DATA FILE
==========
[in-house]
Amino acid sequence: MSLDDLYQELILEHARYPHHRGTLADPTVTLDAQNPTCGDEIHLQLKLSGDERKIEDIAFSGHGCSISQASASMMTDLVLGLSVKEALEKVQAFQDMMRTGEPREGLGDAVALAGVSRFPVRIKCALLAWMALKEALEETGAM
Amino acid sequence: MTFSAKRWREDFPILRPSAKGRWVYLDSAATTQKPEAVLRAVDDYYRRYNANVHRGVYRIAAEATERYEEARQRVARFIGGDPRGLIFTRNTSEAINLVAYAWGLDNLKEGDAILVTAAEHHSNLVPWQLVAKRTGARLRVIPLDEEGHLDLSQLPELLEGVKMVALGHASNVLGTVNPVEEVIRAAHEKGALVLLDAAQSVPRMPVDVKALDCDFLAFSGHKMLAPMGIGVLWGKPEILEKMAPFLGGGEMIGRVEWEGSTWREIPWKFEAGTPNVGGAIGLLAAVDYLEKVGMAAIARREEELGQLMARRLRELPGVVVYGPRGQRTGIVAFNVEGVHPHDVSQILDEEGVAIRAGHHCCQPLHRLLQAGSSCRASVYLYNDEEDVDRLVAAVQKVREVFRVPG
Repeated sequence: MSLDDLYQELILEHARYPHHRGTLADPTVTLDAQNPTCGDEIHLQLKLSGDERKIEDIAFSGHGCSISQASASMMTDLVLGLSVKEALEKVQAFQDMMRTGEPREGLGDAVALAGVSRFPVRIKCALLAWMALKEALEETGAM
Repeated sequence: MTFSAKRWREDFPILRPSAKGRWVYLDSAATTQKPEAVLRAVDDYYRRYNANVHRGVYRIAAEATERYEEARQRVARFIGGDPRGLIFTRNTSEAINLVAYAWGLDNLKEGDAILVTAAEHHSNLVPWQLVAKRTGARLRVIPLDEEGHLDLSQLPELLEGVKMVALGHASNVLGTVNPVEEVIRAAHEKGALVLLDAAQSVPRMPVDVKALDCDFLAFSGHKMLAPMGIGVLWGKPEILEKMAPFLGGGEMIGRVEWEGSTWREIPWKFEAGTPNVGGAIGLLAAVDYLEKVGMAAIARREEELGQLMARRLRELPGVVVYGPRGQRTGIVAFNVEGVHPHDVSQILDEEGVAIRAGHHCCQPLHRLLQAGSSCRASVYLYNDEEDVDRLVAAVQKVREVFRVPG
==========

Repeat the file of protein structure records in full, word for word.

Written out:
[in-house]
Amino acid sequence: MSLDDLYQELILEHARYPHHRGTLADPTVTLDAQNPTCGDEIHLQLKLSGDERKIEDIAFSGHGCSISQASASMMTDLVLGLSVKEALEKVQAFQDMMRTGEPREGLGDAVALAGVSRFPVRIKCALLAWMALKEALEETGAM
Amino acid sequence: MTFSAKRWREDFPILRPSAKGRWVYLDSAATTQKPEAVLRAVDDYYRRYNANVHRGVYRIAAEATERYEEARQRVARFIGGDPRGLIFTRNTSEAINLVAYAWGLDNLKEGDAILVTAAEHHSNLVPWQLVAKRTGARLRVIPLDEEGHLDLSQLPELLEGVKMVALGHASNVLGTVNPVEEVIRAAHEKGALVLLDAAQSVPRMPVDVKALDCDFLAFSGHKMLAPMGIGVLWGKPEILEKMAPFLGGGEMIGRVEWEGSTWREIPWKFEAGTPNVGGAIGLLAAVDYLEKVGMAAIARREEELGQLMARRLRELPGVVVYGPRGQRTGIVAFNVEGVHPHDVSQILDEEGVAIRAGHHCCQPLHRLLQAGSSCRASVYLYNDEEDVDRLVAAVQKVREVFRVPG
Repeated sequence: MSLDDLYQELILEHARYPHHRGTLADPTVTLDAQNPTCGDEIHLQLKLSGDERKIEDIAFSGHGCSISQASASMMTDLVLGLSVKEALEKVQAFQDMMRTGEPREGLGDAVALAGVSRFPVRIKCALLAWMALKEALEETGAM
Repeated sequence: MTFSAKRWREDFPILRPSAKGRWVYLDSAATTQKPEAVLRAVDDYYRRYNANVHRGVYRIAAEATERYEEARQRVARFIGGDPRGLIFTRNTSEAINLVAYAWGLDNLKEGDAILVTAAEHHSNLVPWQLVAKRTGARLRVIPLDEEGHLDLSQLPELLEGVKMVALGHASNVLGTVNPVEEVIRAAHEKGALVLLDAAQSVPRMPVDVKALDCDFLAFSGHKMLAPMGIGVLWGKPEILEKMAPFLGGGEMIGRVEWEGSTWREIPWKFEAGTPNVGGAIGLLAAVDYLEKVGMAAIARREEELGQLMARRLRELPGVVVYGPRGQRTGIVAFNVEGVHPHDVSQILDEEGVAIRAGHHCCQPLHRLLQAGSSCRASVYLYNDEEDVDRLVAAVQKVREVFRVPG